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Br J Cancer. 2016 Mar 1;114(5):524-31. doi: 10.1038/bjc.2015.470. Epub 2016 Feb 18.

A proteomics-based approach identifies secreted protein acidic and rich in cysteine as a prognostic biomarker in malignant pleural mesothelioma.

Author information

1
Asbestos Diseases Research Institute, PO Box 3628, Rhodes, Sydney, NSW2139, Australia.
2
Department of Medical Oncology, Chris O'Brien Lifehouse, Sydney, NSW 2050, Australia.
3
Sydney Medical School, The University of Sydney, Sydney, NSW 2006, Australia.
4
Department of Tissue Pathology and Diagnostic Oncology, Royal Prince Alfred Hospital, Sydney, NSW 2050, Australia.
5
University of Western Sydney, Sydney, NSW 2150, Australia.
6
Division of Thoracic Oncology, The Netherlands Cancer Institute, Amsterdam 1066 CX, The Netherlands.
7
Department of Cardiothoracic Surgery, Royal Prince Alfred Hospital, Sydney, NSW 2050, Australia.
8
Australian School of Advanced Medicine, Macquarie University, Sydney, NSW 2109, Australia.
9
Sydney Cardiothoracic Surgeons, RPAH Medical Centre, Sydney, NSW 2050, Australia.
10
Department of Medical Oncology, Royal North Shore Hospital, Sydney, NSW 2065, Australia.
11
Australian Proteome Analysis Facility, Macquarie University, Sydney, NSW 2109, Australia.

Abstract

BACKGROUND:

We aimed to identify prognostic blood biomarkers using proteomics-based approaches in malignant pleural mesothelioma (MPM).

METHODS:

Plasma samples from 12 MPM patients were used for exploratory mass spectrometry and ELISA analyses. The significance of secreted protein acidic and rich in cysteine (SPARC) was examined in sera from a Dutch series (n=97). To determine the source of the circulating SPARC, we investigated SPARC expression in MPM tumours and healthy controls, as well as the expression and secretion from cell lines and xenografts.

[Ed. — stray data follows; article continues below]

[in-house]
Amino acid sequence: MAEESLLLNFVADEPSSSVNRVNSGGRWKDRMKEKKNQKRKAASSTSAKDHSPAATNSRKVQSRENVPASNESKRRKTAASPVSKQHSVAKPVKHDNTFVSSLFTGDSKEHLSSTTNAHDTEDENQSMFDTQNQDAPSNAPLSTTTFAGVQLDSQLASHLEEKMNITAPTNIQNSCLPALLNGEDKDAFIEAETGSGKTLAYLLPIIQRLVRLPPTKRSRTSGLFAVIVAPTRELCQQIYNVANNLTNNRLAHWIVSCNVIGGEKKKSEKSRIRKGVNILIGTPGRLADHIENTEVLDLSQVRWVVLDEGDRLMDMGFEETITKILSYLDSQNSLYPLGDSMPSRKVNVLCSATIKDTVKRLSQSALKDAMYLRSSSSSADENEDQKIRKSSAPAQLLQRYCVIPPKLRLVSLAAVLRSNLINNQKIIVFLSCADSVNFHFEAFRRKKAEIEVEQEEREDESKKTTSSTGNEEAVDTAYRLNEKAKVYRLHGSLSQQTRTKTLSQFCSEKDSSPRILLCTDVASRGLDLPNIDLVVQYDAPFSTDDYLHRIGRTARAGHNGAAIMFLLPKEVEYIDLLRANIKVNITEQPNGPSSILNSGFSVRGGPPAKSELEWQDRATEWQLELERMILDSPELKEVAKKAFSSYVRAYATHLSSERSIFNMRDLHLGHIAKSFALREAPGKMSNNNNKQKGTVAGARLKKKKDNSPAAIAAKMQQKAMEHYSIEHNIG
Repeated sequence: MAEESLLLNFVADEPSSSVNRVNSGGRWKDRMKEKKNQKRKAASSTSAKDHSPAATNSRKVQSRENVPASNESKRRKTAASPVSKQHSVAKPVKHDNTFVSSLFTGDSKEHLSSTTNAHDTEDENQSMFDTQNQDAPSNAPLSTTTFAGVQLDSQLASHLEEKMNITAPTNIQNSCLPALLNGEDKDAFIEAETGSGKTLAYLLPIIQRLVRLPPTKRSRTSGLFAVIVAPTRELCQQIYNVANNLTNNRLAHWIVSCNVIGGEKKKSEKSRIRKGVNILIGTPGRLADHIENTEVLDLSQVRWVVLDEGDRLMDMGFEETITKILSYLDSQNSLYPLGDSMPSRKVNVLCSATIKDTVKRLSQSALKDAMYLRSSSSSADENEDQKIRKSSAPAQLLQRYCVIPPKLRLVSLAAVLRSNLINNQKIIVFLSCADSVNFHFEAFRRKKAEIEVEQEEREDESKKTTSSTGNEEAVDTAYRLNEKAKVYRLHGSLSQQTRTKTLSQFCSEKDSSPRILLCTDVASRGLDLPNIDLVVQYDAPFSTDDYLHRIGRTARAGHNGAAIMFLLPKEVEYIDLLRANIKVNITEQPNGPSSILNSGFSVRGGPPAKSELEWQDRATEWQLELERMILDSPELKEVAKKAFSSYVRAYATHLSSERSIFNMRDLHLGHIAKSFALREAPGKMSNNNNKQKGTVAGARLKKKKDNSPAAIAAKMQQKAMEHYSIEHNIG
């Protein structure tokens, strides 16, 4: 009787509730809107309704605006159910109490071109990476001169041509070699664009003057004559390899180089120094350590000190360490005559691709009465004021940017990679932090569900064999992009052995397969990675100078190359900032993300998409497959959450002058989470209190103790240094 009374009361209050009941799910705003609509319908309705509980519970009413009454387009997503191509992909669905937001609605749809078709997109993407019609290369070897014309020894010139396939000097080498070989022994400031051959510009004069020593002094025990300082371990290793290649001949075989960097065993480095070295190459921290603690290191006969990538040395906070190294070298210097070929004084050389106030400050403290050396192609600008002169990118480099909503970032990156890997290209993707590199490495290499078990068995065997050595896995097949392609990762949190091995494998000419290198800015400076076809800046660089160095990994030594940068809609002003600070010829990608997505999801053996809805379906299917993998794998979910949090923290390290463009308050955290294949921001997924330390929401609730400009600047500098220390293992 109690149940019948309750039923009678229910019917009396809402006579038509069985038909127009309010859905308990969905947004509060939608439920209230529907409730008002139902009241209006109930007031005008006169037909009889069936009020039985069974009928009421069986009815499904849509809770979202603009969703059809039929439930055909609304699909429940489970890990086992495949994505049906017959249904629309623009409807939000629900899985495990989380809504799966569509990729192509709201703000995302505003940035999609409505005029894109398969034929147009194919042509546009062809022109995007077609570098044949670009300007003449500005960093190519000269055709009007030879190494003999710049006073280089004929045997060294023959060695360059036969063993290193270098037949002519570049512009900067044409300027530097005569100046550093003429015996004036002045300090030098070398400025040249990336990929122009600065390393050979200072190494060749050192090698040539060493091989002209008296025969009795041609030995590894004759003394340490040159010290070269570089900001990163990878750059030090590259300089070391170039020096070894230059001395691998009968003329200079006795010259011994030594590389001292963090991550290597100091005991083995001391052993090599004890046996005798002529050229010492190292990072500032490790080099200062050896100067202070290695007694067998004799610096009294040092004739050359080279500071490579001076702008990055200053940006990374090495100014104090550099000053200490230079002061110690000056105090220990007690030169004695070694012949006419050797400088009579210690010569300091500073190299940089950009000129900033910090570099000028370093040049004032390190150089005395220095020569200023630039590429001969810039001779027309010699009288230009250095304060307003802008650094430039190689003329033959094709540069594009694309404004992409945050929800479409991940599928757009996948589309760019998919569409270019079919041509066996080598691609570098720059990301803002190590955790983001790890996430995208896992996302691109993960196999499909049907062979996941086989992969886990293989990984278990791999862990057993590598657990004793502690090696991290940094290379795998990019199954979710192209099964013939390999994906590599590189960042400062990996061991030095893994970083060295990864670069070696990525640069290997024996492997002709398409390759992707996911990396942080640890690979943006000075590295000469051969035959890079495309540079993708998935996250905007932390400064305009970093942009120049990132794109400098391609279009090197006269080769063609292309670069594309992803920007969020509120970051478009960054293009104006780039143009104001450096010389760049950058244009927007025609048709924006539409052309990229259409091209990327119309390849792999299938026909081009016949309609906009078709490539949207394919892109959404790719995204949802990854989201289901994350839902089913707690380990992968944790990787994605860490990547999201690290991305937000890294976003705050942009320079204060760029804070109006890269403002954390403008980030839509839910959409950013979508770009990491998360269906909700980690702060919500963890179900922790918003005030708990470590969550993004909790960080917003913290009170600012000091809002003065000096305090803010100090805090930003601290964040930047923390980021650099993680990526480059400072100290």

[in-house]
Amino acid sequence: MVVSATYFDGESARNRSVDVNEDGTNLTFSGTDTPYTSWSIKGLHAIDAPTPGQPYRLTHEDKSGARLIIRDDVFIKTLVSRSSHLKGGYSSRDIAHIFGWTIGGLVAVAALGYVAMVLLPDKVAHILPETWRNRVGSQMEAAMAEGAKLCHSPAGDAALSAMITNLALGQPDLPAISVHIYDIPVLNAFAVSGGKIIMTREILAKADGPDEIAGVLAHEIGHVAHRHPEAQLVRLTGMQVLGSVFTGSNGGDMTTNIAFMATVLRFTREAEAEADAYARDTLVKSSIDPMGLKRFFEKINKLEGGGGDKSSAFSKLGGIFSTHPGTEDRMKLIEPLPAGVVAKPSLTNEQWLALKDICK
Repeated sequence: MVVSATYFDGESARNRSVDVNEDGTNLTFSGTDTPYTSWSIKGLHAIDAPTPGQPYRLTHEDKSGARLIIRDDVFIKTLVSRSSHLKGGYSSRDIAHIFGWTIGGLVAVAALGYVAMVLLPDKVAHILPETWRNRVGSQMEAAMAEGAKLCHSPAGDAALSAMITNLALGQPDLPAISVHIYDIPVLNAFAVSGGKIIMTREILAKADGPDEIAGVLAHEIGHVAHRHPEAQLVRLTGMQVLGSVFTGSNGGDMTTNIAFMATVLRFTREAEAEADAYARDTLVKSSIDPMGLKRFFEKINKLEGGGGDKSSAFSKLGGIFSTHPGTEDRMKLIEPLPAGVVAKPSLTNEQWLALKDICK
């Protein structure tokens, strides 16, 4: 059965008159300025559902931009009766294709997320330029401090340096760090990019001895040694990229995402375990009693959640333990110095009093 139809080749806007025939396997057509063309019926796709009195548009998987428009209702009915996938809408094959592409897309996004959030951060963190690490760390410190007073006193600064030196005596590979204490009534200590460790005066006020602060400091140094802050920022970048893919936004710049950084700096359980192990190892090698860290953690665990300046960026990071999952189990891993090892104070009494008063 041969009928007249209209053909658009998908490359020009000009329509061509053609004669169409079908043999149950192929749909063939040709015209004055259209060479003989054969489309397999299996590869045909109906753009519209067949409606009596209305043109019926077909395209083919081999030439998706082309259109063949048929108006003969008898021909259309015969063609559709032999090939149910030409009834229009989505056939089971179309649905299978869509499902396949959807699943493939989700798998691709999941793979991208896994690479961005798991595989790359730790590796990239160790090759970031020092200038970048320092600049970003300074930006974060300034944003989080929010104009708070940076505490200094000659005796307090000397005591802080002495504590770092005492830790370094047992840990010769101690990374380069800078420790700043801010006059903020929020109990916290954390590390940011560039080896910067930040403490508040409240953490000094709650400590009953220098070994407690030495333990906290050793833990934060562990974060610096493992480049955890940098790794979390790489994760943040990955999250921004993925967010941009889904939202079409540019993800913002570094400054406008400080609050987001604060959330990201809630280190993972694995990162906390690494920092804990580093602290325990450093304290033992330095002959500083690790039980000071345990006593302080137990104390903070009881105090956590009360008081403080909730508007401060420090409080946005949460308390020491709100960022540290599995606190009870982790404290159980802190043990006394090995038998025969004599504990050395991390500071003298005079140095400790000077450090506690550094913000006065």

RESULTS:

Secreted protein acidic and rich in cysteine was identified as a putative prognostic marker in plasma. Validation in the Dutch series showed that the median survival was higher in patients with low SPARC compared with those with high SPARC (19.0 vs 8.8 months; P=0.01). In multivariate analyses, serum SPARC remained as an independent predictor (HR 1.55; P=0.05). In MPM tumour samples, SPARC was present in the tumour cells and stromal fibroblasts. Cellular SPARC expression was higher in 5 out of 7 cell lines compared with two immortalized mesothelial lines. Neither cell lines nor xenograft tumours secreted detectable SPARC.

CONCLUSIONS:

Low circulating SPARC was associated with favourable prognosis. Secreted protein acidic and rich in cysteine was present in both tumour cells and stromal fibroblasts; and our in vitro and in vivo experiments suggest that stromal fibroblasts are a potential source of circulating SPARC.

PMID:
26889976
PMCID:
PMC4782201
[Available on 2017-03-01]
DOI:
10.1038/bjc.2015.470
[Indexed for MEDLINE]
Free PMC Article

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